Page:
College students who have borrowed money from the government to pay for their education now have a glimmer of hope as they face crippling loan balances and interest rates.  Sen. Elizabeth Warren (D-Mass.) has proposed a bill, called the Bank on Students Loan Fairness Act, that will lower student loan interest rates to match those placed upon corporate banks.

To date, students have accumulated a total of $1 trillion in debt to pay for school, “more than all outstanding credit card debt,” said Warren.  But here’s the kicker, students who are now paying 3.4 percent interest on their loans will have their rates doubled to 6.8 percent come July 1.  The kicker to the kicker?  Big banks on Wall Street are only paying about .75 percent on their government loans through the Federal Reserve Discount Window.   “In other words, the federal government’s going to charge interest rates nine times higher than the rates they charge the biggest banks, the same banks that destroyed millions of jobs and nearly broke the economy,” said Warren during her proposal speech.  “That isn’t right.”

As it stands, the federal government annually makes 36 cents to the dollar on student loan payments, which is about $34 billion.  With students paying nine times more than the banks, when one sits down and does the math, Wall Street pays about $3.7 billion compared to the $34 billion that students pay.

Warren rightfully contends that while big banks, whose employees enjoy ridiculously high salaries for bankrupting the country, pick up the tip while students are paying the whole check.  “We should be investing in our young people so they can get good jobs and grow the economy so let’s give them the same great deal that the banks get,” said Warren.  Warren indicates that some say that the banks get such good deals because they “need access to ‘cheap credit’ to continue the recovery.”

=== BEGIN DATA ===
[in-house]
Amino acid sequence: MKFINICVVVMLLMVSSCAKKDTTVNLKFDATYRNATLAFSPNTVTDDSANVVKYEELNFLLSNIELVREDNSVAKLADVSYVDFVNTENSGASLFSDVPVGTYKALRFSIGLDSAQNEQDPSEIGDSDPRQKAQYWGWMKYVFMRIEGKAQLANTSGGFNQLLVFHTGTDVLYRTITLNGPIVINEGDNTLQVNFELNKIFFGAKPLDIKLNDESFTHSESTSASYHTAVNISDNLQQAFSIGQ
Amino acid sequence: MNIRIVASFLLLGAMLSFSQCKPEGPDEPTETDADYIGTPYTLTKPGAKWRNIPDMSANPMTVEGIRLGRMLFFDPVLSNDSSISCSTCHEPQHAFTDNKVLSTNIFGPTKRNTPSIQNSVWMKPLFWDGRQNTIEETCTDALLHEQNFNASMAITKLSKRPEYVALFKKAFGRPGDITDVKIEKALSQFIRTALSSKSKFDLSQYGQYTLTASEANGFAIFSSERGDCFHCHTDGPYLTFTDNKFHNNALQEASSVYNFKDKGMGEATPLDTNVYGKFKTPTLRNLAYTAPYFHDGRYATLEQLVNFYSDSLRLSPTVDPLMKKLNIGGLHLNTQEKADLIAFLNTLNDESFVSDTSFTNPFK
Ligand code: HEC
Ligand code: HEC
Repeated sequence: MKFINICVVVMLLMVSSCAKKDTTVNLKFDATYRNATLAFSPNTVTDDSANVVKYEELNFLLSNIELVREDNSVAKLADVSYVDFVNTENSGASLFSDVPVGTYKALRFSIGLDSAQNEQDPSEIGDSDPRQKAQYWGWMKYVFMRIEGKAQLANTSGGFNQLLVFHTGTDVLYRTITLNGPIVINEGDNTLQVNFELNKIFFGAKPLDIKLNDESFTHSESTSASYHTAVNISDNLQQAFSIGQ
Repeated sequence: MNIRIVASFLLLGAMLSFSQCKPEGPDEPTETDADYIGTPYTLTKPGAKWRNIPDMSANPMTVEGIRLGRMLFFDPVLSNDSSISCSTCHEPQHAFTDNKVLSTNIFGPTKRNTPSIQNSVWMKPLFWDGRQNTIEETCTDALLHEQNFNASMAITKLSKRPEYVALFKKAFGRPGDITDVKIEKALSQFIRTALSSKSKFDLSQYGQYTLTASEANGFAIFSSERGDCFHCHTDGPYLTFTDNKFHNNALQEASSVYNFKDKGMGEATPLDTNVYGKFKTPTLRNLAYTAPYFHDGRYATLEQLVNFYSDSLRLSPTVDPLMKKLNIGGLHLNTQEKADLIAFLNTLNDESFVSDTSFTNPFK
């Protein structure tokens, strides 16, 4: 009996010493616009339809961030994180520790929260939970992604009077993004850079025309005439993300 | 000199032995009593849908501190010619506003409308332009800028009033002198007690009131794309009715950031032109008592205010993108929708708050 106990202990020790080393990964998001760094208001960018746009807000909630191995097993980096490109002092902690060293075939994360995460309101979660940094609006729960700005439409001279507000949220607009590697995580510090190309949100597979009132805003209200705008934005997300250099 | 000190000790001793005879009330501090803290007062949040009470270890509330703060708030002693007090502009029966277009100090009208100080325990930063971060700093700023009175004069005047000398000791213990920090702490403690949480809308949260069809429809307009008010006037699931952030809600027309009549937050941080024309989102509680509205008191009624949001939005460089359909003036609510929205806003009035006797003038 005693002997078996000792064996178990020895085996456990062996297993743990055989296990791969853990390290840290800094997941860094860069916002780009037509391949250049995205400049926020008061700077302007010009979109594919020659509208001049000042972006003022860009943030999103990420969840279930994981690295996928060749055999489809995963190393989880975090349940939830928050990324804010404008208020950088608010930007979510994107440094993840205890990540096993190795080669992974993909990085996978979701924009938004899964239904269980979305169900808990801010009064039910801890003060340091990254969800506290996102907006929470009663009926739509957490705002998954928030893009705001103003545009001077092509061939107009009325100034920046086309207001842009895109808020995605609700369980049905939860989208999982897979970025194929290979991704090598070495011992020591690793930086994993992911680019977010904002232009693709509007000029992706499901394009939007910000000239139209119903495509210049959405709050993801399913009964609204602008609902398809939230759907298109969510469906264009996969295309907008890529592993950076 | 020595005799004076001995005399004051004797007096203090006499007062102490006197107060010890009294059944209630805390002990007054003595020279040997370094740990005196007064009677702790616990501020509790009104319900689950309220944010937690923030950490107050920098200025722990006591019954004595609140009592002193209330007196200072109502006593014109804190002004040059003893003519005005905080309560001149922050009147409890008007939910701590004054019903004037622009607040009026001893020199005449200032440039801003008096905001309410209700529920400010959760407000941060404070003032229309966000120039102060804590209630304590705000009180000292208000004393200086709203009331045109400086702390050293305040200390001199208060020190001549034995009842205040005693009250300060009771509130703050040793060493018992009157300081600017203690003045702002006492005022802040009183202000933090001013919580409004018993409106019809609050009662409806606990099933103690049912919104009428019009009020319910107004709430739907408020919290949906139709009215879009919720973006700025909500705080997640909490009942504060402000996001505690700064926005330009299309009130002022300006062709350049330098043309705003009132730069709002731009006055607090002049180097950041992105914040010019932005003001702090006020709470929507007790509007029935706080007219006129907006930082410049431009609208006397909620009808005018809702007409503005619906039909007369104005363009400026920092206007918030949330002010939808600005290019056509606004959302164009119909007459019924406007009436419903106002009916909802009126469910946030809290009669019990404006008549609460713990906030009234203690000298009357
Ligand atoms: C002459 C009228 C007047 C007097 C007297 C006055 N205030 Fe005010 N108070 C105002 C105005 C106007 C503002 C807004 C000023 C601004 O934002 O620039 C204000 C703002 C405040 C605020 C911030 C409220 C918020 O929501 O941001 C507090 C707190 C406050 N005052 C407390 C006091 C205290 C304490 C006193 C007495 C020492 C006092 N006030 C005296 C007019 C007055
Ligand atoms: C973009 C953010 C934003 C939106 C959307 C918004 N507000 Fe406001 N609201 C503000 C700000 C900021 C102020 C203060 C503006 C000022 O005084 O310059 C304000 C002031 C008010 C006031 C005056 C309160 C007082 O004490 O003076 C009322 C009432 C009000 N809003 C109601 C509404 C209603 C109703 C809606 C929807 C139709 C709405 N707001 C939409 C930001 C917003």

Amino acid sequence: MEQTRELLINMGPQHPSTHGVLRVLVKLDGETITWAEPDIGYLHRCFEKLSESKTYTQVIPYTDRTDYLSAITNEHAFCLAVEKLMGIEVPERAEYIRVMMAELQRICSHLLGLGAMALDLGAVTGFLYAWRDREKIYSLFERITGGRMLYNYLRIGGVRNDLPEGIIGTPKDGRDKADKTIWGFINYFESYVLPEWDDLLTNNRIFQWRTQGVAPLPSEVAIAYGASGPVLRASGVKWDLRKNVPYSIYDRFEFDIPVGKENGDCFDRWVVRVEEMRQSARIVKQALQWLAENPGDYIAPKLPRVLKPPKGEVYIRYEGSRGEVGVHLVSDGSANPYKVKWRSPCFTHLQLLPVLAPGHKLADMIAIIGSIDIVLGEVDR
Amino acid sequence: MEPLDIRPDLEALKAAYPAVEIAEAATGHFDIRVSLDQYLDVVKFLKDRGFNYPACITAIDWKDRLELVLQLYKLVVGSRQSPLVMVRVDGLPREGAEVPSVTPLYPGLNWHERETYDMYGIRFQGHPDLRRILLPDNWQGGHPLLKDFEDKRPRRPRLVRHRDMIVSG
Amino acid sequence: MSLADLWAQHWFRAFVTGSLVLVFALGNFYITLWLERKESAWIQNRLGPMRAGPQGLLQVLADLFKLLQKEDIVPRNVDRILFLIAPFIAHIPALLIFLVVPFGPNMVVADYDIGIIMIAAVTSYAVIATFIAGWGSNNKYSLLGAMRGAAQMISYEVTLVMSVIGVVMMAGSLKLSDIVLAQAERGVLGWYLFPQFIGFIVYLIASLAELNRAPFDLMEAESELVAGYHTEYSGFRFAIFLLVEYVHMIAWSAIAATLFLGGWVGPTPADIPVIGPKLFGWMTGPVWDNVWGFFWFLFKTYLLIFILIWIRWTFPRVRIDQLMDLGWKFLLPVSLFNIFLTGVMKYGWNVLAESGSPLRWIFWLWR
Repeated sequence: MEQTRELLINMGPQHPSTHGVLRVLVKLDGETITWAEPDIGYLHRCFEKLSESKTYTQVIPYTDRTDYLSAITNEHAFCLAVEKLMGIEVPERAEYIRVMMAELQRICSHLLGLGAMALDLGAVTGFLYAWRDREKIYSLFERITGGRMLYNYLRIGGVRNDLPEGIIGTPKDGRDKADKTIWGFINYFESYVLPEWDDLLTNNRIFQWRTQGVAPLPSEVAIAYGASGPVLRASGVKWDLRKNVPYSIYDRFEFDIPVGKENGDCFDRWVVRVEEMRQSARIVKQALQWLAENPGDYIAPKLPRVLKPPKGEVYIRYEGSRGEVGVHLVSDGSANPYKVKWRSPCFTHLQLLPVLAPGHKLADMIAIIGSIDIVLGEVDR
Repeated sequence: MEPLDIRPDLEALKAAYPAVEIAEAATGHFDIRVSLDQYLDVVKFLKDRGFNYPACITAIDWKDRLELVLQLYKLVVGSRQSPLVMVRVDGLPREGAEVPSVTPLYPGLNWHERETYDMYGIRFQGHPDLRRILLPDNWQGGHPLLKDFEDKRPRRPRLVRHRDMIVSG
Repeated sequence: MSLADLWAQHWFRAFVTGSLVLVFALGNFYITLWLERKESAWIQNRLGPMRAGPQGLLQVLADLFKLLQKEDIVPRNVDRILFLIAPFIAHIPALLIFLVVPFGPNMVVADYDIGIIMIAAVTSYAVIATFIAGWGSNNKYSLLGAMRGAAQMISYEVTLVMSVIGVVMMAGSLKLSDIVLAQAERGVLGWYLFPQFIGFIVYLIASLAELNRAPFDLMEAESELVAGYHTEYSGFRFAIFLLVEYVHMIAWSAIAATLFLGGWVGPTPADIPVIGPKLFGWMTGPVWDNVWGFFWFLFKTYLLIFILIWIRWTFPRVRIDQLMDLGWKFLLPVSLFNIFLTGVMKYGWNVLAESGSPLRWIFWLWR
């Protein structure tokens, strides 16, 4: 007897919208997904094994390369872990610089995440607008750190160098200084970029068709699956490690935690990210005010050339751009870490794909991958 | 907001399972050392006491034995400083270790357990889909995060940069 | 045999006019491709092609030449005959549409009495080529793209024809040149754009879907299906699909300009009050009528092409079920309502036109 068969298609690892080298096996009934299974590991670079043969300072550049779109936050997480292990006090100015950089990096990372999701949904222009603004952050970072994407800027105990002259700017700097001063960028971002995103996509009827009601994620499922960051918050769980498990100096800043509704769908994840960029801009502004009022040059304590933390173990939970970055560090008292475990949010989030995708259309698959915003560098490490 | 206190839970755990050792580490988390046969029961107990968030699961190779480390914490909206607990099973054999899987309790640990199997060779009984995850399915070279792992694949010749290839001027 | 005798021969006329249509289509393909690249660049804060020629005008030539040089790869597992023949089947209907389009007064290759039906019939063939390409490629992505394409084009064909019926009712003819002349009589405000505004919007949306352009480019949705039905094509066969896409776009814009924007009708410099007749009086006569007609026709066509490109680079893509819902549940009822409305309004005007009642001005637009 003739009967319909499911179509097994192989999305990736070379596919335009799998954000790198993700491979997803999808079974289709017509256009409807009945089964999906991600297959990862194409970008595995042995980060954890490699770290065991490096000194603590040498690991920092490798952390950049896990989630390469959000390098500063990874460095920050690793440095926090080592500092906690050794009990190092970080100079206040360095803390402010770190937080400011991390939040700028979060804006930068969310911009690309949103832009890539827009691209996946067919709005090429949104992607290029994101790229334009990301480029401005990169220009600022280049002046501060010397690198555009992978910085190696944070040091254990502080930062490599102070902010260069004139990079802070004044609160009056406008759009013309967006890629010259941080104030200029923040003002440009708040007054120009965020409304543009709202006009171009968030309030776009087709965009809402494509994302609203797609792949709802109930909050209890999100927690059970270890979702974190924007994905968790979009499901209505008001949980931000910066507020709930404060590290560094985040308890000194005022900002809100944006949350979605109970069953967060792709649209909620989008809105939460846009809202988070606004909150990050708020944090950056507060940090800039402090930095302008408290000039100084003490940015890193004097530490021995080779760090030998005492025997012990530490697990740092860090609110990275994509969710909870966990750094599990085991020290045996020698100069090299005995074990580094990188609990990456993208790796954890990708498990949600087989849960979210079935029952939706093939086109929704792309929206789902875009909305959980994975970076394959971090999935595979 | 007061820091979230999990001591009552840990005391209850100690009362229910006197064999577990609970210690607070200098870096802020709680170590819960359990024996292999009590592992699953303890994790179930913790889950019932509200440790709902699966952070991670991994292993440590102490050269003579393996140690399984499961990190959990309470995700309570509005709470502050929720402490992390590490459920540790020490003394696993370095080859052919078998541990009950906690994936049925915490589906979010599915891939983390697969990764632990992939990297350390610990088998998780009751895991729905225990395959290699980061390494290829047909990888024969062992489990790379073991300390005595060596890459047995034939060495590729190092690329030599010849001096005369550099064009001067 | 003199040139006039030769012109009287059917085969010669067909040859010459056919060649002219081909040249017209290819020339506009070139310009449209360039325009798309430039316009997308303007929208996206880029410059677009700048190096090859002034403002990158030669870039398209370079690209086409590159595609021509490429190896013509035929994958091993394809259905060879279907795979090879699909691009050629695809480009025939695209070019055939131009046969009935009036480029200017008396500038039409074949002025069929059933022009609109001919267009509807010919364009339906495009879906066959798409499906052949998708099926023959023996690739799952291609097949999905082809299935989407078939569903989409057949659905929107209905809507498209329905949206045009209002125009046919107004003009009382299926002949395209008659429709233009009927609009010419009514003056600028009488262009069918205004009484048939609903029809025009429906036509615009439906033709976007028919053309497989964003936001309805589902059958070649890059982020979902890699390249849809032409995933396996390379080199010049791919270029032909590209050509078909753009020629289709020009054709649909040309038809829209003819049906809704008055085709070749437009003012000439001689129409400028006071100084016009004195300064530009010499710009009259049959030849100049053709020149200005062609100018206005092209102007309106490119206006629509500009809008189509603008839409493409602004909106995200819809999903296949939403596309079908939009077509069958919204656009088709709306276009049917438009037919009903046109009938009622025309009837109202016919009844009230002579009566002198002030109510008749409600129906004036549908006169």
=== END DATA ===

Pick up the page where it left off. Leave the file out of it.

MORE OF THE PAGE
Warren pointed out that the Federal Reserve, this March, said “that because of the economic impact on family budgets, high levels of student debt pose risk to our shaky economic recovery.”  She then follows with a response to the Federal Reserve by saying “if the Federal Reserve can float trillions of dollars to large financial institutions with low interest rates to grow the economy, surely they can float the Department of Education the money to our students, keep us competitive, and help grow our middle class.”   

 She’s exactly right.  Why should students on ultra-tight budgets carry a heavier financial burden when banks that, through their own fiscal foolishness, crippled the American economy, have to flip mere pocket change in comparison?  The interest rates of student loans must be modified to fit students’ financial situation.  In fact, actual fairness would be the students and big banks just trading interest rates.  The banks can afford it.

Joshua de Leon is a writer and researcher with Ring of Fire.